Danny Ainge is a lucky ass
Posted by Ricky - Sixers4guidos on June 18, 2008
The Celtics trashing the Lakers in game 6 for their 17th title made last night a lil’ bit sour.
Italy had previously dominated archrival France in the European championship (2-0), so it was overall a good sports day. Still, it sucks that Boston won. I hate the Celtics (hey, just as much as I hate the Lakers…) and I hate the fact that Ainge’s “plan” at the end worked.
With this sour grapes/rant/typical Sixers fan post I will try to prove some points of the theory expressed in the title. Fellow Celtics haters will perhaps like this, Celtics fans will love it even more because it shows how much we all are envious. You see, it’s a win-win situation (LOL) in which everybody is happy, so let’s start.
PREMISES: I admit I hate the Celtics but I like individually almost all of the Celtics players. Pierce has always been among my fav players (I always try to forget he could have been a Sixer…), same for James Posey, I like Ray Allen – because I like shooters in general – I always loved PJ Brown. I am not a great fan of Garnett but I never argued his greatness.
This said, I rooted for them to lose, because… well, because they play for the Celtics ! And be careful, as a poster on the Sixers board correctly said, there is a huge difference bewtbeen BEING A CELTIC (Bird, Mc Hale, Ainge, Pierce etc) and PLAYING FOR THE CELTICS (Allen, Garnett, Posey, Cassell etc).
More: Celtics won, they deserved the title, they were the best team this year. So they are right in any case. Not saying another team could/should have won, ok? This post doesn’t really want to take anything from them but simply point out that EVERYTHING WENT IN THE BEST WAY FOR BOSTON THIS YEAR, and that luck played a big part on its success. It usually happens when you win a title… Some examples:
1) NO MAJOR INJURIES
Five Celtics starters played 129 of their 130 playoffs games (99,2%), with the only Kendrick Perkins missing one. In the regular season, they played 379 of 410 games (92,4%) but the pct should be higher because Pierce (80/82) got two nights off at the end of the regular season (wins @ NY and @ Cha, so it could have been a perfect 82/82), same for Ray Allen (73/82 that could have been 75/82) and Kevin Garnett (71/82 that could have been 73/82). Garnett was the only one to suffer a pretty serious injury, that costed him nine games from January to February.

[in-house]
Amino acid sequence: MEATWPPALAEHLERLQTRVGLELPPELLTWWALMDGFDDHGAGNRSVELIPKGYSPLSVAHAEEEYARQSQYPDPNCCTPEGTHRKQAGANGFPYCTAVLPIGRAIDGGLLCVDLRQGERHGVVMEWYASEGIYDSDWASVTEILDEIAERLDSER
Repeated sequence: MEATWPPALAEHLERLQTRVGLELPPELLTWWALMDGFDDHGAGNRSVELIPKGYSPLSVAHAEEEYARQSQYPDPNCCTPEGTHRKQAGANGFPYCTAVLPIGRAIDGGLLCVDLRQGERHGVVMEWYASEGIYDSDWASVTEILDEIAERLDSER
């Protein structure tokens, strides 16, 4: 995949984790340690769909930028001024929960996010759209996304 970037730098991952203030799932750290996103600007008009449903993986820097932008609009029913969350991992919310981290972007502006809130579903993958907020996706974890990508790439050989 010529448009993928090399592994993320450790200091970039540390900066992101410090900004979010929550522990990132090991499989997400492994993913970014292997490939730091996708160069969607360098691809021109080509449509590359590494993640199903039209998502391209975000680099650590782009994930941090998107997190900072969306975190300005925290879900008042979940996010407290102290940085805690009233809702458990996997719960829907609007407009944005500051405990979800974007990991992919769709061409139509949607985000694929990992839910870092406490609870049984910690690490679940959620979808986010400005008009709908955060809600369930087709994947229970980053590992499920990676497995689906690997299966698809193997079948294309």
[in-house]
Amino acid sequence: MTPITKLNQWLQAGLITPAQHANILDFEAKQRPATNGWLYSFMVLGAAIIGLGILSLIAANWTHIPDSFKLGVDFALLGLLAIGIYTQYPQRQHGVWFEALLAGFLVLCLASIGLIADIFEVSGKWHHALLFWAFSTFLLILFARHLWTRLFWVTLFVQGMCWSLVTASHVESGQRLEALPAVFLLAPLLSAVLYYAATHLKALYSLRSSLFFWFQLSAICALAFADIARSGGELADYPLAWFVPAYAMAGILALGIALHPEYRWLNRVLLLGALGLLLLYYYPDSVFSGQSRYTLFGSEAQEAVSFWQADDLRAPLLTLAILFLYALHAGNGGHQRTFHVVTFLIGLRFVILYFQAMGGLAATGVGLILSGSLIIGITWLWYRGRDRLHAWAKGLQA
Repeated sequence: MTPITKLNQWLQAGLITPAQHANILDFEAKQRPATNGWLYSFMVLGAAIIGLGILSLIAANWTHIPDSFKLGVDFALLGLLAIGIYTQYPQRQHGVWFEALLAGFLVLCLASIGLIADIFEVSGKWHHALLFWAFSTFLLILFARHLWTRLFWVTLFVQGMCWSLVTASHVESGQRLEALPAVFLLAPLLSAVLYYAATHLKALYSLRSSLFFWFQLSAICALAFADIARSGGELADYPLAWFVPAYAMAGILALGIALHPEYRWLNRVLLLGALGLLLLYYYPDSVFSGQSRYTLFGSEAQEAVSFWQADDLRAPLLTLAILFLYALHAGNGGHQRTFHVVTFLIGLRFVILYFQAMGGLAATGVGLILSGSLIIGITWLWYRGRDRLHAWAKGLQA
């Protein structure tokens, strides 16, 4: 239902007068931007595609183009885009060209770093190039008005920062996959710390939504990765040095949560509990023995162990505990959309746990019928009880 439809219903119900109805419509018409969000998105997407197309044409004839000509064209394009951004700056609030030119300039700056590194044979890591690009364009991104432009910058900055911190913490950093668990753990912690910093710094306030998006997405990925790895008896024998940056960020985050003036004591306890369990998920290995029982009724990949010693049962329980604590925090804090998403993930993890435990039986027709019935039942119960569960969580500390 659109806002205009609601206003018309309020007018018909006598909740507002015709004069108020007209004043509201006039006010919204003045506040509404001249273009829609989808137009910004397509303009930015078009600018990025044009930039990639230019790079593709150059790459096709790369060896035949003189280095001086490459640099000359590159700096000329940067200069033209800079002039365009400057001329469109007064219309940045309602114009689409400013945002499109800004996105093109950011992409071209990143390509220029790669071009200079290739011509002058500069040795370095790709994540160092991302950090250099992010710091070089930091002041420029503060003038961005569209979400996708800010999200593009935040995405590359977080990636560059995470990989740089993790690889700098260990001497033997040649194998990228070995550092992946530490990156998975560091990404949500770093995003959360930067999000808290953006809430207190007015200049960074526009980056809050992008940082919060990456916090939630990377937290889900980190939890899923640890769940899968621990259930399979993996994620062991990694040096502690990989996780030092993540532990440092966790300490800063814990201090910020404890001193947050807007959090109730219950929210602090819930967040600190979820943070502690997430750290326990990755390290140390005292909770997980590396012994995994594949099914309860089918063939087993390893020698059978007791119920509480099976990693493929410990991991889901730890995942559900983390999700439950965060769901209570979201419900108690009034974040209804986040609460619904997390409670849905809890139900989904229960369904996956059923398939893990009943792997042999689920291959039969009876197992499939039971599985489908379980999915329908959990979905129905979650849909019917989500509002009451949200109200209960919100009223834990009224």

So counting only the Big Three and not counting the DNP-CDs, it’s a total of 226/240 games, that’s 94% !!!! Rondo missed five regular season games (but one was a night off, 77/82), Perkins missed four (78/82).
Now I’m too lazy to go check other teams’ stats in detail – and I wasn’t among the ones wishing Garnett & co some injuries… – but, just to randomly name some key players of playoffs teams, Laker Andrew Bynum played only 35 games, Yao Ming 55, and they both missed the post season, while Mc Grady reached 66. Feel free to add more.
2) UNEXPECTED BLOSSOMINGS
Ok, we all know and knew that the Big Three were damn good, but RAJON RONDO PLAYING LIKE THIS ???? C’mon, he showed only some flashes in a 24 W team last year, he was behind Telfair and Delonte West in the rotation for most of the season.